IFC, MasterCard partner to improve financial services for Africans
IFC, a member of the World Bank Group, and The MasterCard Foundation today launched a partnership to increase access to financial services for an estimated 5.3 million people in Sub-Saharan Africa.
Building on recent economic momentum and stability in many African economies, the project will create new opportunities for economically disadvantaged people to expand businesses, gain access to cost-effective financial services, and manage risk.
Through this new $37.4 million partnership, IFC and The MasterCard Foundation will help microfinance banks expand more rapidly and develop new products and cost-effective delivery channels, while expanding coverage in new, often hard-to-reach locations. The project will also help providers to deliver low-cost mobile financial services to low-income customers.
“Disadvantaged people derive real benefits from having more control over their finances, and our partnership with IFC will help bring responsible financial services to a significant number of people in Sub-Saharan Africa,” said Reeta Roy, President and CEO of The MasterCard Foundation. “As we scale institutions and support new mobile financial service opportunities, this partnership will also create knowledge that will be invaluable in promoting greater financial inclusion.”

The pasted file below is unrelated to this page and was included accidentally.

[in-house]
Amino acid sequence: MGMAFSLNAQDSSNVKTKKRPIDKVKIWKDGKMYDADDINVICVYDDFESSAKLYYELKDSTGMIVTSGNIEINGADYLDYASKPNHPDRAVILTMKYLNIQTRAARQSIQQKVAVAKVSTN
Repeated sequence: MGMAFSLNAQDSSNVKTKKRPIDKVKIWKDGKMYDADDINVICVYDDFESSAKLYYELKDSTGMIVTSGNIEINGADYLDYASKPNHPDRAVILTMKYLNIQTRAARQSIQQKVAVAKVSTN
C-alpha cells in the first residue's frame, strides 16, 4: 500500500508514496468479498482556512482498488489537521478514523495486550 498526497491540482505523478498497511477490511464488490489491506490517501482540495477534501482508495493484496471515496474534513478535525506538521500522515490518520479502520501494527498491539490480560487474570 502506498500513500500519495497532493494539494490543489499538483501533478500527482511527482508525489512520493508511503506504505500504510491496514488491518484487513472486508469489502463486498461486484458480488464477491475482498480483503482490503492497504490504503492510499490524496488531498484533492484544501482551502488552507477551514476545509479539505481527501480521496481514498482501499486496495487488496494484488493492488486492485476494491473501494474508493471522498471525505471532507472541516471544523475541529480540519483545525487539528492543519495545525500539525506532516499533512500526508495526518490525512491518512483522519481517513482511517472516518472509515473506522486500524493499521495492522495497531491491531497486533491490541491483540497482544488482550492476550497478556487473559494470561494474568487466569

The MasterCard Foundation has become a major player in the field of microfinance, particularly in Sub-Saharan Africa, having forged partnerships worth more than $230 million since its inception in 2006. To date, these partnerships have helped provide financial services to over a million people, and provided another two million with access to financial education.
The MasterCard Foundation partnership is IFC’s largest with a private foundation. “This partnership leverages IFC’s global expertise, local knowledge, and client networks to promote greater financial inclusion,” said Nena Stoiljkovic, IFC Vice President for Business Advisory Services. “It will help IFC clients do more for low-income customers in Africa.”
Since its first microfinance investment in 1997, IFC’s involvement in microfinance has steadily increased, and IFC is now one of the top three global investors in microfinance.
As of June 2011, IFC had directly committed over $1.2 billion in investments to microfinance projects globally, with more than 150 financial institutions in over 60 countries.
IFC invested early in mobile financial services, supporting pioneers such as WIZZIT in South Africa, and providing advisory support to MTN in Nigeria and Airtel in Madagascar. IFC’s portfolio includes six investments with dedicated e-payment service providers, and investments with financial intermediaries and mobile network operators offering mobile wallets.
IFC’s microfinance and mobile financial services programs in Sub-Saharan Africa have received support from the African Development Bank, Austrian Development Bank, the Swiss State Secretariat for Economic Affairs (SECO), and the governments of Austria, Denmark, Japan, Luxembourg, and the Netherlands.